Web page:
Thursday, 26 February 2009

Johnathan Pearce almost gets it right, then gets it very wrong

Oh Johnathan, I want to like you, I almost succeed, and then you go and undo all of my progress. I was with you through most of this analysis of the varying reactions to the ridiculously smart Gail Trimble.

But then you had to go and say this as your closing assessment:
And then again, I will openly confess to having a weakness for brunettes with brains and a cultivated voice. I see the young lady has a few male admirers on the web. Good for her.
Good for her not that she is trouncing all challengers, not that she does not feel obligated to hide her pride at achievement as so many would want we uppity women to do (you mentioned this earlier but where was your follow-through?), but that a few men online - you included - find her hot. Because at the end of all the bothersome question-answering, is that not the ultimate success?


  1. Oh come on, I think it was obvious that I was being playful in that last comment which was not in the least meant to detract from what I said earlier. No need to take offence, please.


    Johnathan Pearce

  2. Lol. Well since there's no need...

    Your last comment was not meant to detract from what you said, but it wholly did. Because you were arguing the validity of Ms. Trimble being proud of her own accomplishments just because she has real old-fashioned intellect, and then you did what so many seeking to dismiss that same intellect have been doing in the media. You reduced her to her sex appeal - the extent to which she might be appealing to men.

    Sometimes it's not what we say, but what we don't feel the need to say. Why comment at all on her looks? As if that is supposed to make her more palatable. Because a woman who is taken just on the face value of that which makes her remarkable - her intelligence - is not enough? Her smarts have to be buoyed by beauty?

    And I realize it was playful. Playful is usually the tone of such things. But don't worry, I don't feel moved to tears about it. And thanks for taking the time to come over and respond.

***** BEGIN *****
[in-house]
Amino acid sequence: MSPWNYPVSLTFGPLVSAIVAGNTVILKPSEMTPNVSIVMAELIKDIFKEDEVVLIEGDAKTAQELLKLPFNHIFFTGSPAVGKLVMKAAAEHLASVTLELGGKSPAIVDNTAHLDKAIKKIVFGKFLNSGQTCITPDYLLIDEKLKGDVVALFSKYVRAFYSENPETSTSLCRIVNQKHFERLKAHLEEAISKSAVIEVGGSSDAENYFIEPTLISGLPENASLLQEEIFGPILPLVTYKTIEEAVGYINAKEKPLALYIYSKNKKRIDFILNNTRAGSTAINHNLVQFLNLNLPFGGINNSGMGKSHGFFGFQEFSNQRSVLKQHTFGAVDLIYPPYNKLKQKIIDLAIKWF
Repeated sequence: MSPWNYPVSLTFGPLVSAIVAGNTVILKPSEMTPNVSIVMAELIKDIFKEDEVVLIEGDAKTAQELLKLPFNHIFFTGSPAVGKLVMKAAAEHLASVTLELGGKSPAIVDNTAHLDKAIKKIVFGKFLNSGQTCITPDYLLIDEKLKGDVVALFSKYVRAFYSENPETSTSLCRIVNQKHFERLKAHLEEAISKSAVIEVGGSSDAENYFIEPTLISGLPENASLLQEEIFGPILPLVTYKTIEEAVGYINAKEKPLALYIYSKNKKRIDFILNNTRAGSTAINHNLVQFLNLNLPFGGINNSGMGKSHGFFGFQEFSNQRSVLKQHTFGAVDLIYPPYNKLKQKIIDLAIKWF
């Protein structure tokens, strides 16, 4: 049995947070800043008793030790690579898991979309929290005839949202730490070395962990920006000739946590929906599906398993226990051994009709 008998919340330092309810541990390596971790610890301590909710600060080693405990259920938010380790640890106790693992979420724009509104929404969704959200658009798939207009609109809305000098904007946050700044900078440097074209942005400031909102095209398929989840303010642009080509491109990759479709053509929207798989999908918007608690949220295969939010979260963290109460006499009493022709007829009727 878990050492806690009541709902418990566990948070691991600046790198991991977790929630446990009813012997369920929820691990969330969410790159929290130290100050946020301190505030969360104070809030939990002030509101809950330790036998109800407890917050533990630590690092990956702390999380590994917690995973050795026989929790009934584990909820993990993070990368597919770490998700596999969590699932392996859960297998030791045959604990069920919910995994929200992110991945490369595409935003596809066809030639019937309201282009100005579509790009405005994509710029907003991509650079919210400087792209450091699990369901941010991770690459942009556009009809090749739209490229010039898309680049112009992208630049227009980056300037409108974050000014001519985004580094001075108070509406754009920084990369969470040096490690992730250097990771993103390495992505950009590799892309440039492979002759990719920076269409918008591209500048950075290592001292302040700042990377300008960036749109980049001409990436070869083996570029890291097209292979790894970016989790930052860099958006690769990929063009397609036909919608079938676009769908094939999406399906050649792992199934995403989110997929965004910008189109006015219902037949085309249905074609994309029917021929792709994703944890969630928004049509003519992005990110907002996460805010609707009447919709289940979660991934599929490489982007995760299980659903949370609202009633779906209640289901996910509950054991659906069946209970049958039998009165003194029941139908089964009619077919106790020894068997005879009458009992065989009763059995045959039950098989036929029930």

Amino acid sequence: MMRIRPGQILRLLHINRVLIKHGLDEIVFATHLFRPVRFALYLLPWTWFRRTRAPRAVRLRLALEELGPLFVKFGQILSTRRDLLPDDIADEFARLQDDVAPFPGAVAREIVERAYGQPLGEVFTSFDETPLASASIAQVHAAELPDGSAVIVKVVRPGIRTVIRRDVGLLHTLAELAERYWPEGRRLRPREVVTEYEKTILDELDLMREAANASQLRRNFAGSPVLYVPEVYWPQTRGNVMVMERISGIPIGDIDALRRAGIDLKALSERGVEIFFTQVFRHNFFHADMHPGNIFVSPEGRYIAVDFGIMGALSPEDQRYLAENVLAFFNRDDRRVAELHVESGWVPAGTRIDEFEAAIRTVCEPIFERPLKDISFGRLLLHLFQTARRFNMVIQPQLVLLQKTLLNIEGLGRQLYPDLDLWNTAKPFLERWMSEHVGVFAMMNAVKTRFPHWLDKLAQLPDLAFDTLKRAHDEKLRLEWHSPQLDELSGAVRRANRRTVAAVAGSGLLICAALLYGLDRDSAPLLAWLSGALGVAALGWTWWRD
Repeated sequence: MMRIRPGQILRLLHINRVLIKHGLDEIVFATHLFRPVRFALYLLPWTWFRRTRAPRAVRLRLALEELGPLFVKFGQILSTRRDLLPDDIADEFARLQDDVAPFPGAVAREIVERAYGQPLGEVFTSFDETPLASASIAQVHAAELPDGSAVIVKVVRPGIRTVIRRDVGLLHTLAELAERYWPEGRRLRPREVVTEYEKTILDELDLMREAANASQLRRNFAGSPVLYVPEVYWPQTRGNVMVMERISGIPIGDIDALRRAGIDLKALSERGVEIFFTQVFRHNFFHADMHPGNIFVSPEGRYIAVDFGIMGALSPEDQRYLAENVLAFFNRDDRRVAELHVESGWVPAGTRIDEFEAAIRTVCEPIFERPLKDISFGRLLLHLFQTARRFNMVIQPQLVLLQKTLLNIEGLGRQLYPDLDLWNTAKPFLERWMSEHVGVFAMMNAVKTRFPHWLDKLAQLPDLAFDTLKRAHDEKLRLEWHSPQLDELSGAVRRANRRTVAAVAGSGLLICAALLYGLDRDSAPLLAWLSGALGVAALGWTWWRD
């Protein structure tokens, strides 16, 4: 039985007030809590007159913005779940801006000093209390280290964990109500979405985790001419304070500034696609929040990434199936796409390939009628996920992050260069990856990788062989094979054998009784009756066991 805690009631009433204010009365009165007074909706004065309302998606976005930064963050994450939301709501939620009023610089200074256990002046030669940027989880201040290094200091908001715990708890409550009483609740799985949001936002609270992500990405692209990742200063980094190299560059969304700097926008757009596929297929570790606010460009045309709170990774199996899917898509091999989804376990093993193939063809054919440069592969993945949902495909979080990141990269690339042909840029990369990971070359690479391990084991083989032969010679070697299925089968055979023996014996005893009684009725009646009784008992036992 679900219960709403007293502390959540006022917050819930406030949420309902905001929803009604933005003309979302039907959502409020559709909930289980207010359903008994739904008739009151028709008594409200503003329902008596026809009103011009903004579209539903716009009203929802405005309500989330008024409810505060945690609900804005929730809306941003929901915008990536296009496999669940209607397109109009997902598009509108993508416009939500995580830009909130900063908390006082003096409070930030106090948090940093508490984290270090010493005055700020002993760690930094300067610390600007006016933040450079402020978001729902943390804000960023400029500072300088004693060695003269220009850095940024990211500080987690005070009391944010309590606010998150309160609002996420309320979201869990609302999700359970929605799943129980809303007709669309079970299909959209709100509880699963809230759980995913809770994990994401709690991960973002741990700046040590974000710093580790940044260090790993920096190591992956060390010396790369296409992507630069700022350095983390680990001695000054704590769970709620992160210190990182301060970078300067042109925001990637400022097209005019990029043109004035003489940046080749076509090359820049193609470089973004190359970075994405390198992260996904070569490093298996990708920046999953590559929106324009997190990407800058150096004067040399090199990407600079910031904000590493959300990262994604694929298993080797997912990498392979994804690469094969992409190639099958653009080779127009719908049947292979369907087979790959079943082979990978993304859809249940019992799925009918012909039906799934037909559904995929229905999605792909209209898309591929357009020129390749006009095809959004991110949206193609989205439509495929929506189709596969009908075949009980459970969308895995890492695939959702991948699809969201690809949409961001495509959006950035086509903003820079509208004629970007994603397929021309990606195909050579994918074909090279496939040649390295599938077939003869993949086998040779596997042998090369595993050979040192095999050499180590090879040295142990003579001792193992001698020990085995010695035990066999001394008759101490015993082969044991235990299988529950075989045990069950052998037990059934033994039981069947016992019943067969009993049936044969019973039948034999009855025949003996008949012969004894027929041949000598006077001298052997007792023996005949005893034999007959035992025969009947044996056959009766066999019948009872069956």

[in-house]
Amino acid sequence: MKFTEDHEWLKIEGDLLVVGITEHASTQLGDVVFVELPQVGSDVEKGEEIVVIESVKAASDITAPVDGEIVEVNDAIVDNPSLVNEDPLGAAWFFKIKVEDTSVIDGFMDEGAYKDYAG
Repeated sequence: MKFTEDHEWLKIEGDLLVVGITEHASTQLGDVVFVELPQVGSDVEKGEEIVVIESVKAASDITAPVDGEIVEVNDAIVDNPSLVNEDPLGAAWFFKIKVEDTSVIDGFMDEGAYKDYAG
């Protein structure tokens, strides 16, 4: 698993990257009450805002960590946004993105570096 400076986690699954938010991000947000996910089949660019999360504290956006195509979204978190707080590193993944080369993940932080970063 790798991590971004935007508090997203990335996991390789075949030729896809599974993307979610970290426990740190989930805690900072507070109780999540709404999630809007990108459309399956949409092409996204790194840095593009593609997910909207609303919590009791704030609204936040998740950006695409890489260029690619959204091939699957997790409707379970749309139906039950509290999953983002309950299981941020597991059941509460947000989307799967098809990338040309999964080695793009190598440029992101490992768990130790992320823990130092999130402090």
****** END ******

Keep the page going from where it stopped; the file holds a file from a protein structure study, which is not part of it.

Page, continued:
3. I agree with you, and left this comment at Pearce's post:

    "I read Mar's comment, and I don't agree that she seems like someone who always wants to complain. I think she makes a very good point. I, too, had a negative reaction to Pearce's playful comment at the end of the post. It sounds like he is backpeddling, trying to imply that we shouldn't take the post too seriously. Well, why not? It seems serious to me.

    Playful comments seem to be a guy thing, one of those gender-based style differences in communication.

    I would be very interested in hearing anything Mr. Pearce would like to share about the reason for the playful comment here. How did it enhance the message, in your view? Maybe we can strike a blow for cross-gender understanding."

    Sarah Rolph

  4. Great comment, Sarah. Thanks for posting it here. It amazes me that some of these people call themselves progressive and enlightened, in fact single themselves out as such in comparison with the rest of the population, yet when they make a comment about a member of a group and other people in that group take offence, they dismiss it. Because actually listening and trying to see how these people might be reasonable in their opposition rather than crazy banshees might challenge them too much. Gail Trimble herself has been quoted as saying that she doesn't mind the attention to her looks, but she wishes people wouldn't feel the need to comment on her looks at all. And that is exactly the point.

    But I guess that Gail, you, I, and several other people who might find that last sentence dismissive are just uptight and over-sensitive.


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